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Can service be too friendly?

Customers don’t always want to become pals with brands
Can service be too friendly?

Anyone who’s worked in customer service knows the maxim “service with a smile.” People indeed appreciate doing business with a genuine friendly face. But can firms overdo it? Can they be too friendly? Worse, can überfriendliness be a turn-off?

Laurence Ashworth, professor of marketing at Smith, says yes. Ashworth has done several studies with colleagues (including Smith assistant professor Nicole Robitaille and Suzanne Rath, PhD’19) on friendly service. For example, they tested two customer sales encounters: one with a very friendly salesperson and the other with a polite, but not overly friendly, salesperson. The result: people were less likely to want to stay in the store with the very friendly salesperson.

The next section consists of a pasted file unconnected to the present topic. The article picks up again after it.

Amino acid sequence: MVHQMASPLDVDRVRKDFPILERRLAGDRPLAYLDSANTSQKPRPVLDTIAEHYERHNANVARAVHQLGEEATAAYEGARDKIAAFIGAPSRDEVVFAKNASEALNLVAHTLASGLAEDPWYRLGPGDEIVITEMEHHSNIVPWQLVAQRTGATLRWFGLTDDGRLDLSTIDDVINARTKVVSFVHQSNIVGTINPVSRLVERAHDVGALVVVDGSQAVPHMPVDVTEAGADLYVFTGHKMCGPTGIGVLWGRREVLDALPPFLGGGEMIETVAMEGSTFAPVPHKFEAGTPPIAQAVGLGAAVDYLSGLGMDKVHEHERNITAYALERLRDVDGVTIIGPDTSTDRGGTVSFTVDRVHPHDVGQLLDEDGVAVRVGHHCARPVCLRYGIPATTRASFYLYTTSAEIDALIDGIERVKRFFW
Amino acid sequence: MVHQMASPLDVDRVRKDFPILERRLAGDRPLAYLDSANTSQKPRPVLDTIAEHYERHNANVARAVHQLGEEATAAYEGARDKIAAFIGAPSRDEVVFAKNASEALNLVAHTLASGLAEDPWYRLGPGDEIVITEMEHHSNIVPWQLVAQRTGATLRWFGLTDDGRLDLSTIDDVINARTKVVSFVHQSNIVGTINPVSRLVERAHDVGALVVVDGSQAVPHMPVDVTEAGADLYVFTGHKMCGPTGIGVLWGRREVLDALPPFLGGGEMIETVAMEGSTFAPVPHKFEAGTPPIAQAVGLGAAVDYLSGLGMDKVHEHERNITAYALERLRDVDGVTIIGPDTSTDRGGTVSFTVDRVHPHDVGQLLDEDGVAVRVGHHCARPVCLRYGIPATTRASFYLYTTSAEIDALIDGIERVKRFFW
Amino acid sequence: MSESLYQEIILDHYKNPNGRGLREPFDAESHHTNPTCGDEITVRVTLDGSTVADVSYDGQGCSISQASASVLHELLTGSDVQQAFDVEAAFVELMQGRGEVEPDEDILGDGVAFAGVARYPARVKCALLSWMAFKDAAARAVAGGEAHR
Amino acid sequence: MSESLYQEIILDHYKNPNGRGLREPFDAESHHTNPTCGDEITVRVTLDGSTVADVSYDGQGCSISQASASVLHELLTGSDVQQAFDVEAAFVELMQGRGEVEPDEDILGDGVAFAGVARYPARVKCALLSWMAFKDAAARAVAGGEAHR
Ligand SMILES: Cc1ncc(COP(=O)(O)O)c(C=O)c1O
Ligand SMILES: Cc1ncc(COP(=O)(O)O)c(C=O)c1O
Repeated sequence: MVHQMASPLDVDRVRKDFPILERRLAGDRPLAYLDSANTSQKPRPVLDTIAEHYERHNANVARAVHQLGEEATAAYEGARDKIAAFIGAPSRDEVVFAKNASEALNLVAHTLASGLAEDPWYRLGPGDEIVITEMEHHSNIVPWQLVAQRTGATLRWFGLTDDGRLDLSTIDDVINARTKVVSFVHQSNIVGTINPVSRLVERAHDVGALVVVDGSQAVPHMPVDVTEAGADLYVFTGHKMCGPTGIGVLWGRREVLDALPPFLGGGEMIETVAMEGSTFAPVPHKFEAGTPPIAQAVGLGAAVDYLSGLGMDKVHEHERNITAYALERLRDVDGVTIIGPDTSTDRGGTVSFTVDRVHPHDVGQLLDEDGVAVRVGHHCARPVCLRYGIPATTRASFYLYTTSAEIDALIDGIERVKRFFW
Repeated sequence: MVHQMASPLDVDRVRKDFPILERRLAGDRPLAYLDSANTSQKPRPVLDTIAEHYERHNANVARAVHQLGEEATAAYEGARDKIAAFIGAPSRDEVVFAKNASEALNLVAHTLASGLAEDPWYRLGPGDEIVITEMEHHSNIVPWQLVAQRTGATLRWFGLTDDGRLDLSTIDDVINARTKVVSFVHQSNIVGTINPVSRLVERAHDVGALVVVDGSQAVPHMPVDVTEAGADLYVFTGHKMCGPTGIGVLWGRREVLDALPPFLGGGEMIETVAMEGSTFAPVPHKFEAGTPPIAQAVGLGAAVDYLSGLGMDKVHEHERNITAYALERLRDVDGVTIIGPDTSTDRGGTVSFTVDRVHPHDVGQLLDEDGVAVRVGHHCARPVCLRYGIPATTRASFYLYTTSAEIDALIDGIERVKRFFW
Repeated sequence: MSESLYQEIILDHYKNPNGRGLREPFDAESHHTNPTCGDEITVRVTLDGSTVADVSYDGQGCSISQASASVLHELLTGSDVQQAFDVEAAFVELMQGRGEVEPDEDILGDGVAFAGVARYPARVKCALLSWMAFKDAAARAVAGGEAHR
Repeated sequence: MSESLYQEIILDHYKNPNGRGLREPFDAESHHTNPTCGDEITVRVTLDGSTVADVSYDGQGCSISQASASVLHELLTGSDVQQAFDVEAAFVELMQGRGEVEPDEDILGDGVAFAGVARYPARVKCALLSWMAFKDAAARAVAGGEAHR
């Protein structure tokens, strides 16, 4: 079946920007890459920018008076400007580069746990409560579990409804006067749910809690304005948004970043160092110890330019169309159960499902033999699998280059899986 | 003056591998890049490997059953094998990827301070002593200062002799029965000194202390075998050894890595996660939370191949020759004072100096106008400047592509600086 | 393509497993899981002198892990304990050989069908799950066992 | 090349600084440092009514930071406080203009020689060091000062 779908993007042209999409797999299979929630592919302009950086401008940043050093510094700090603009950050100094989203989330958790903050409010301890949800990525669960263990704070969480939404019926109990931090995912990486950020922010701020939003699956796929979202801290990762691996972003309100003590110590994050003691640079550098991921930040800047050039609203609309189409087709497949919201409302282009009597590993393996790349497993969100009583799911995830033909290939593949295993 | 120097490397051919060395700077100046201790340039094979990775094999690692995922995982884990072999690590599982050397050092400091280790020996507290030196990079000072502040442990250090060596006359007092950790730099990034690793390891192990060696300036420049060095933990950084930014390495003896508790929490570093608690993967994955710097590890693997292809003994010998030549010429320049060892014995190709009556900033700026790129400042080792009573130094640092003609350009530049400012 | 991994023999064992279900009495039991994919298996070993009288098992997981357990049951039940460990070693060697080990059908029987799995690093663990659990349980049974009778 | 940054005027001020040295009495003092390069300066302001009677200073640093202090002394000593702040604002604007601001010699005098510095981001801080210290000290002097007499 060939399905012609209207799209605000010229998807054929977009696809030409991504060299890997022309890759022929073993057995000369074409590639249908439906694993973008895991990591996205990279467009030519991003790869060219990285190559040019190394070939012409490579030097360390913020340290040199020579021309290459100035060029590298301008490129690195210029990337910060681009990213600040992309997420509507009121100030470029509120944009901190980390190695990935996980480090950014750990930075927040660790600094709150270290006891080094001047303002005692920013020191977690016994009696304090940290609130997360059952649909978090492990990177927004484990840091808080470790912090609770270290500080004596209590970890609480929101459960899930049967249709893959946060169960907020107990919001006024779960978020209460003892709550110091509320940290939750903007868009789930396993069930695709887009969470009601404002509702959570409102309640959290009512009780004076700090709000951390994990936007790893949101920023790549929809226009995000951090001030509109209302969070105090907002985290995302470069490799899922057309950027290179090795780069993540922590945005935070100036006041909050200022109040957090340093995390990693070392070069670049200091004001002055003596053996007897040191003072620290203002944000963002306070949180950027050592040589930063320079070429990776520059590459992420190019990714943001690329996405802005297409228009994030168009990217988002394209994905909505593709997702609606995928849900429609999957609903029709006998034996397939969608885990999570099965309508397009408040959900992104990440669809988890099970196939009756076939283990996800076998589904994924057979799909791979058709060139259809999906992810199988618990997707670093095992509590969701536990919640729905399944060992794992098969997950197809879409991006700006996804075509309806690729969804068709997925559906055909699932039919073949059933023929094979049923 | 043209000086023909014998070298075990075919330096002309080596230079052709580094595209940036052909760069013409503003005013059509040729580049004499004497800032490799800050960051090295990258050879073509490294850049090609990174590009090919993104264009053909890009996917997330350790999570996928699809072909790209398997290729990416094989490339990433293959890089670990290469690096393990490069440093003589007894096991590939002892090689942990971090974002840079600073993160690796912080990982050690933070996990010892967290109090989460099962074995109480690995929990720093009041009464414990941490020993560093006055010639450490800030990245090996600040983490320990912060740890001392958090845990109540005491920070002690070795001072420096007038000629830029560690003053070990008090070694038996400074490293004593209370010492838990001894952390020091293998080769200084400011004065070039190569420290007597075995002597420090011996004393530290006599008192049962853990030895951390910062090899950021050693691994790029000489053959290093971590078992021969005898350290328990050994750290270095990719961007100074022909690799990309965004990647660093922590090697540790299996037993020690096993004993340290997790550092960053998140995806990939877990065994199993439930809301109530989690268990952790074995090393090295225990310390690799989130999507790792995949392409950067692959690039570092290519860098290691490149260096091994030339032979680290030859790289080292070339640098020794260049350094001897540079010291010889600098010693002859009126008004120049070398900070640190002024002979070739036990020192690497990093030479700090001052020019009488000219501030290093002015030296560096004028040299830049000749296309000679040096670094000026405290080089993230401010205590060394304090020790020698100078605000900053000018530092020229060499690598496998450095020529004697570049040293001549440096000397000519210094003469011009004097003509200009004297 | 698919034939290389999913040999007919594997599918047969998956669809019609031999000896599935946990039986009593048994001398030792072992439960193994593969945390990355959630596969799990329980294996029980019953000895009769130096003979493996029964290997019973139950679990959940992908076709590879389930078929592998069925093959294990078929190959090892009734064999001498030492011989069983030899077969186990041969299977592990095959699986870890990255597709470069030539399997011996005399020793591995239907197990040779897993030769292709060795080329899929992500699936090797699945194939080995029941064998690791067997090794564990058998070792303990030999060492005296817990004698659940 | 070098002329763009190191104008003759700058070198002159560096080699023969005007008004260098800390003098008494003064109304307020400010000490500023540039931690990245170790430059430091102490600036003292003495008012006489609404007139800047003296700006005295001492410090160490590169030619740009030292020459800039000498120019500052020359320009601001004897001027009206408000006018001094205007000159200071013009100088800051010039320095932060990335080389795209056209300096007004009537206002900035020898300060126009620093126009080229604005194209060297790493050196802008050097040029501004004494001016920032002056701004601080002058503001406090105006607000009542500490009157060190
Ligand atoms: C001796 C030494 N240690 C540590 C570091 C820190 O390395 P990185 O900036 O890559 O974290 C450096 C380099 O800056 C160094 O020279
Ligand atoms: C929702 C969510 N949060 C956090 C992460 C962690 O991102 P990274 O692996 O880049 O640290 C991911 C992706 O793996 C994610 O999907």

So what’s wrong with a big mug of conviviality? It all comes down to how friendships develop, Ashworth says. “If you think about your own interpersonal relationships, you act very differently at the early stages of a friendship than you do at the latter stages.”

By being overly friendly, employees are trying to treat customers like old friends, when they are not. And that makes people uncomfortable. The lesson, Ashworth says: “Friendliness works in friendships. Friendliness does not necessarily work when you are trying to create a friendship.”

So if not glad-handing, what should firms do to please customers? One tip: “Focus your frontline employees on making things easy for your customers,” Ashworth says. “Don’t worry about becoming their friends. Instead, become their personal assistant.”

To learn more about what research says about customer service, watch this video with Professor Laurence Ashworth.